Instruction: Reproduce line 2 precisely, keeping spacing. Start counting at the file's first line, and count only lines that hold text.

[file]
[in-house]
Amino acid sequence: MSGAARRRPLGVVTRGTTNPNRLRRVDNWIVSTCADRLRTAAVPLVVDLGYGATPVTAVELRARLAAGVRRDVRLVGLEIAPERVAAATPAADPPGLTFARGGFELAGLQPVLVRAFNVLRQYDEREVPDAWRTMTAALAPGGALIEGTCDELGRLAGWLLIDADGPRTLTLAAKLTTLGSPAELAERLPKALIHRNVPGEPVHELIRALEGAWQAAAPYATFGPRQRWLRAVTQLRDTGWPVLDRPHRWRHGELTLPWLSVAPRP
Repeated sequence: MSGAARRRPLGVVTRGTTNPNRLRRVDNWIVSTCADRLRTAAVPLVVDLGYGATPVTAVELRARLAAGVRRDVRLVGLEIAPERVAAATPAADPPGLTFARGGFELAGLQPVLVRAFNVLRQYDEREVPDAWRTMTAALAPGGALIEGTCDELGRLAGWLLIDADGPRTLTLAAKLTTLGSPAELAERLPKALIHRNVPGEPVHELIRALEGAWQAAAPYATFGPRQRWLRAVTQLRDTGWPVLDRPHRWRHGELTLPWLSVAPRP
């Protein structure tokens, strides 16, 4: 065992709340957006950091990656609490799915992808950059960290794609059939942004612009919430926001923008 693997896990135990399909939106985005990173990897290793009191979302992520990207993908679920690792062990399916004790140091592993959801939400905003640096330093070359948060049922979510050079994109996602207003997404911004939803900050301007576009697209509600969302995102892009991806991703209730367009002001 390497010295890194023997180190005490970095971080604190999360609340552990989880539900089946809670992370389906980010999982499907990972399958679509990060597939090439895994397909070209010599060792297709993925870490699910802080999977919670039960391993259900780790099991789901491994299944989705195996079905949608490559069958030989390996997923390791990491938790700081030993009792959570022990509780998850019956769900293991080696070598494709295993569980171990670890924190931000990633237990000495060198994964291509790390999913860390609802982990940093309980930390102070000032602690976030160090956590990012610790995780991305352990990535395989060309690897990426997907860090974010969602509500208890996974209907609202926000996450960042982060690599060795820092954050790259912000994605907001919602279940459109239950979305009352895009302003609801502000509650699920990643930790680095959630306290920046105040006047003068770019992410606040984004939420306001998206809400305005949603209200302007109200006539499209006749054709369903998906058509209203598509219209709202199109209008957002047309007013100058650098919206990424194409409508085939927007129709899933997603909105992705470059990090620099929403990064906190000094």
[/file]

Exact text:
Amino acid sequence: MSGAARRRPLGVVTRGTTNPNRLRRVDNWIVSTCADRLRTAAVPLVVDLGYGATPVTAVELRARLAAGVRRDVRLVGLEIAPERVAAATPAADPPGLTFARGGFELAGLQPVLVRAFNVLRQYDEREVPDAWRTMTAALAPGGALIEGTCDELGRLAGWLLIDADGPRTLTLAAKLTTLGSPAELAERLPKALIHRNVPGEPVHELIRALEGAWQAAAPYATFGPRQRWLRAVTQLRDTGWPVLDRPHRWRHGELTLPWLSVAPRP